A spy walks into a bar, along with a terrorism expert, a single mother and a woman struggling to manage a sometimes debilitating mental illness; bipolar disorder. There’s only one woman at the bar and she is all of these labels, and more. CIA agent Carrie Mathison has not been an easy character to love or to trust. She has never been anything less than intriguing, compelling and iconic, regardless of her likeability.
Debuting in 2011, Homeland launched onto screens during a period when terrorism, global political unrest, threats of major warfare and potential corruption within the FBI, CIA and the government was making headlines. It was the perfect drama at the perfect time. Though it has become a cult favourite in both the United States and Australia, beloved even by President Obama and Hilary Clinton, the series is based on the Israeli drama 'Prisoner of War'.
For the past decade, not only has the drama reflected current political and humanitarian issues of America and the world at large, it has bravely portrayed a woman doing her job in a largely misogynist, demanding, unruly system that is the CIA and counter-terrorism units. A woman who has not tried to "be a man", who has used her sexuality and her attractiveness to manipulate suspects and assets and tried to juggle being in a life-threatening job while raising a young daughter alone. A woman who has been entrusted with the security of the Western world, despite the security of her own mind being in a precarious position throughout the 8 seasons of Homeland. TV dramas have a history of portraying people with mental illnesses as deranged, or social misfits incapable of relationships or employment, or at the other end of the spectrum, twitching and compulsive, incapable of dressing or grooming themselves (remember 'Monk', anyone?).
The writers and producers have been meticulous in their depiction. Even the medications she is prescribed (clozapine, lithium, nortiptyline, clonazepam) are realistically appropriate, as well as the side effects. For the many women who suffer imposter syndrome and the resulting exhaustion, emotional conflict and career-ending self doubt, Carrie Mathison is evidence women can not only rise to the senior ranks of their industry, but that they can protect their country, defend the public and raise a child all while battling a major depressive illness and the side effects of mind-altering prescription drugs.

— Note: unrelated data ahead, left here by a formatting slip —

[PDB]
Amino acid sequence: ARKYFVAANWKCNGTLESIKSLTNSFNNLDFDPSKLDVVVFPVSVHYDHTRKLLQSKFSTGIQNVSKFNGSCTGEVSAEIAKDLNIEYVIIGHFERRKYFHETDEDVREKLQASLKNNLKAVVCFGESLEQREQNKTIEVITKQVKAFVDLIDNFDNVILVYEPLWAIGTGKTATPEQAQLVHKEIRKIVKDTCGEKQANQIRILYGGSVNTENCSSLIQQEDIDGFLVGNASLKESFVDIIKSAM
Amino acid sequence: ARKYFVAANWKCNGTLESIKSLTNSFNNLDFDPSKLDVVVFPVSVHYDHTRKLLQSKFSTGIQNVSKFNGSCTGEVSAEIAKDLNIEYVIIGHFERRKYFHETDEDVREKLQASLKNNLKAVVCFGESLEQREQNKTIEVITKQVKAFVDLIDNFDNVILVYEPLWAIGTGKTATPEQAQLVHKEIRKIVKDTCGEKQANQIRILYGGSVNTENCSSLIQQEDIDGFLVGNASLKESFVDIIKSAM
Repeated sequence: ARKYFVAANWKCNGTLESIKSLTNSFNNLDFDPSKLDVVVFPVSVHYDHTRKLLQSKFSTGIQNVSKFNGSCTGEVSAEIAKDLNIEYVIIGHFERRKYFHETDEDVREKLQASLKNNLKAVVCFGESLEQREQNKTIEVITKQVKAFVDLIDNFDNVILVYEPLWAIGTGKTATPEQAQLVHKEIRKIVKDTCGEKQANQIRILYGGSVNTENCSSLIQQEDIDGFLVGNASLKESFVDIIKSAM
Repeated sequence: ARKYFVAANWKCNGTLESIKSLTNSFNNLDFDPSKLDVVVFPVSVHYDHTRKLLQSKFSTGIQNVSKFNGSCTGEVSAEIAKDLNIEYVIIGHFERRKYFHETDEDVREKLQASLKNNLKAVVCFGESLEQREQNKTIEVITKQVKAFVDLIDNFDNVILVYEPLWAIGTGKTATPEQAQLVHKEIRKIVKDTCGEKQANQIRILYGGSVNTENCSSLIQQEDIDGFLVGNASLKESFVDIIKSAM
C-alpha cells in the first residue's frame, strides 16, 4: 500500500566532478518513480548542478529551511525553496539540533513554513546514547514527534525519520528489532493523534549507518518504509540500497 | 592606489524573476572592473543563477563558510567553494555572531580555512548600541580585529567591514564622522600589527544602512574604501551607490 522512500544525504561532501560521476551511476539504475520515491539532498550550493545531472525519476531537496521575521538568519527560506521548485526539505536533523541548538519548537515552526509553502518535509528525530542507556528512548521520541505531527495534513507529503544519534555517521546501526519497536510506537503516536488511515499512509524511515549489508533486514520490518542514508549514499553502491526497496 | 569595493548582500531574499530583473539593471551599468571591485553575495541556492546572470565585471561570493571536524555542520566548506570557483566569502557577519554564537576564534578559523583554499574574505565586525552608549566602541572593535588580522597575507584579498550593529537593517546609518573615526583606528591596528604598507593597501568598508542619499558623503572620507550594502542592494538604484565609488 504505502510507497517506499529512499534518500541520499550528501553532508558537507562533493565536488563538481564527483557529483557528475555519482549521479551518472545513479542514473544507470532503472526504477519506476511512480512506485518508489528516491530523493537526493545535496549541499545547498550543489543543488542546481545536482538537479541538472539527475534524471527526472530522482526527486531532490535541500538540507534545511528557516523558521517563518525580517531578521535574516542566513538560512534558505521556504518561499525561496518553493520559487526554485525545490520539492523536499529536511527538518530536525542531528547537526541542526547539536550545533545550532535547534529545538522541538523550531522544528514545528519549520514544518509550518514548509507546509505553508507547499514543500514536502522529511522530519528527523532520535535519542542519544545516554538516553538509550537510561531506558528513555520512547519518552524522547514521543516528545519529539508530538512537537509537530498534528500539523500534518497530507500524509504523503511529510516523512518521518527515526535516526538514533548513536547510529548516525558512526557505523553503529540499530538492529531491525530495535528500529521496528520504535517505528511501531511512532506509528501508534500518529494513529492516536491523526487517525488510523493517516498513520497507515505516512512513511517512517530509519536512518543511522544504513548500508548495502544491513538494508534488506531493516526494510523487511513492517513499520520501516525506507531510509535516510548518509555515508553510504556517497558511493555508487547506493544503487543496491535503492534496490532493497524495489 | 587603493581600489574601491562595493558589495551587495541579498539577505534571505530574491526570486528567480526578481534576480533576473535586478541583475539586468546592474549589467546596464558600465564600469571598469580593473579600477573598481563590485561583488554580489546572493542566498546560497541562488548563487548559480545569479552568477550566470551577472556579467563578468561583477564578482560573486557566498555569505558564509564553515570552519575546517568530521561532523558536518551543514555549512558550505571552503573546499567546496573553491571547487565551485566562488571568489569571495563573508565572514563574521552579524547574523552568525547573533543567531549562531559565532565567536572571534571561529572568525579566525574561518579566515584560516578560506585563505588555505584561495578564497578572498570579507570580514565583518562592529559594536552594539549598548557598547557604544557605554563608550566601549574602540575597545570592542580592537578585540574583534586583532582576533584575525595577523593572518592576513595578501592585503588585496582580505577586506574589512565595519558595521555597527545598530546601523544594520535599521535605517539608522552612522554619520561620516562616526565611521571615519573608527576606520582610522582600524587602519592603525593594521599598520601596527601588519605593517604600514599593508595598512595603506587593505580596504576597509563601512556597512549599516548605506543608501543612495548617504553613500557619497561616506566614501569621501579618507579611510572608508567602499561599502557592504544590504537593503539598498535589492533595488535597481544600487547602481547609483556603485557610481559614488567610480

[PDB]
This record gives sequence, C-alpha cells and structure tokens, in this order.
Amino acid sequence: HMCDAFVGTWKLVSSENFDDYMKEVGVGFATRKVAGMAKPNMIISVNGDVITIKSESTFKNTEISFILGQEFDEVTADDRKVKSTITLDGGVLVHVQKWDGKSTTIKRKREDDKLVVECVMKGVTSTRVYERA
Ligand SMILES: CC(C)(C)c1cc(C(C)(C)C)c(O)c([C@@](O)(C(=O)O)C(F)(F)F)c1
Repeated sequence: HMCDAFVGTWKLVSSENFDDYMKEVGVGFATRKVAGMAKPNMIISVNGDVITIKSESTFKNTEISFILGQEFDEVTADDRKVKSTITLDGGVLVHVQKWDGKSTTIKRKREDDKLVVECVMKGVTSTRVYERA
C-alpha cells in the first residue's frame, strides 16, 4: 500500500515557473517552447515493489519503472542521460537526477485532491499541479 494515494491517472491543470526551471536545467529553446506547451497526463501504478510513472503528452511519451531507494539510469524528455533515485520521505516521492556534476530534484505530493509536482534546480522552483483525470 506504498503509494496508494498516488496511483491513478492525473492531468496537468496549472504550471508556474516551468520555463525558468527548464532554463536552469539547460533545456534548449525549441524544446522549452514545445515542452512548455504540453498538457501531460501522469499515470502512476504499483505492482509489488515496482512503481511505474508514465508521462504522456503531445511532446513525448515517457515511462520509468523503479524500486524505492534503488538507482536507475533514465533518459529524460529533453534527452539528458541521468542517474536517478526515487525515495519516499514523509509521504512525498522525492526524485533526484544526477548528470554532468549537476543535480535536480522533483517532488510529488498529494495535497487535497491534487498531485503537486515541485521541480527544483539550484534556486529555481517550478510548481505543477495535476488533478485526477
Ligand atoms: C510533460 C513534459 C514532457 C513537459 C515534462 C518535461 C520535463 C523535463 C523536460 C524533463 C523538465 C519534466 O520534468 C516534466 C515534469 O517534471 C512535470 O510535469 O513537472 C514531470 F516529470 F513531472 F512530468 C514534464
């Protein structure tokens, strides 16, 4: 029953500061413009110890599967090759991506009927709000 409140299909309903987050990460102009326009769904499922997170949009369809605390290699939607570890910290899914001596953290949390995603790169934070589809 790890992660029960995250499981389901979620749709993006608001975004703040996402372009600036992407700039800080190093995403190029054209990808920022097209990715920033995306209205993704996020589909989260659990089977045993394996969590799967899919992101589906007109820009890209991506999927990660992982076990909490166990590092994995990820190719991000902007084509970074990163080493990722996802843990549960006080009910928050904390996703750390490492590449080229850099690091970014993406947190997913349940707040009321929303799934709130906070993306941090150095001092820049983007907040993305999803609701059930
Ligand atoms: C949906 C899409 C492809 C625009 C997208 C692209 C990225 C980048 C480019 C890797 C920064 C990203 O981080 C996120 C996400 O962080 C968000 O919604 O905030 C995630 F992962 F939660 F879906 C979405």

Throughout the life of Homeland, from the pilot to the current season, Mathison has proven troubling to fellow characters, not least Saul, and to viewers. Just as she has questioned whether she is delusional, irrational, euphoric or deeply distressed, so have viewers had to question her motivations and the moral acceptability of the risks she has taken.
In the eighth and final season, Carrie Mathison has become both the hunter and the hunted. Under suspicion of having been brainwashed during seven months in a spy-gulag run by the Russians, Mathison faces the doubts of her colleagues as well as her own suspicions that perhaps she can't be trusted entirely.
In the final season, currently screening on SBS VICELAND and SBS On Demand, Carrie's situation harks back to the premiere season where ex-Marine sergeant, Brody, has been brainwashed by Al-Qaeda operatives. Held hostage for eight years, Brody becomes both an asset and a risk to Carrie Mathison who must determine a way to work with this man she is sexually attracted to, suspicious of, intrigued by, and determined to use as an asset in the "war on terror".
Season 7 depicted Carrie's physical and emotional deterioration as a prisoner of the Russians. In the final episode, her long time mentor and friend, Saul Berenson takes her into his protection as the result of a prisoner exchange negotiated between the CIA and the Russians.
This final season takes place in Afghanistan. The tension buzzing from the final minutes of season 7 carries into the first episodes of season 8 as Carrie and Saul dance with and around each other on the precipice of global war and irreparable damage to the reputation of American security agencies, military and government. The questions that were raised from the first season are still being asked in season 8. What has September 11 taught us about the threat of terrorism in the free world? What does it mean to be loyal to your country when you suspect, or know, that the government is corrupt? Where is the limit when it comes to protecting your nation, or your lover? How do you raise a child in a world that is dangerous, full of aggression and risk? How do you differentiate the enemy from friends with no time and no room for error?
Claire Danes has masterfully created a woman who is all women - a sister, a daughter, a mother, a sexual being, a professional who is also an espionage agent at the top of her field. She is both relatable and impossible to contain and understand. In her every facial expression, from a pained, red-eyed, terror-filled yawl to the cock of an eyebrow, Danes has made Mathison compelling at every moment. Season 8 proves Danes' deftness, the impeccable script writing, research, production, direction and delivery of the entire Homeland team. Homeland has operated as a concurrent depiction and interrogation of our current political and global climate and shall serve as a time capsule throughout the next century.
The final season of Homeland airs on SBS VICELAND 9:30PM Mondays, with episodes available at SBS On Demand after broadcast. Catch up from episode 1 at SBS On Demand now.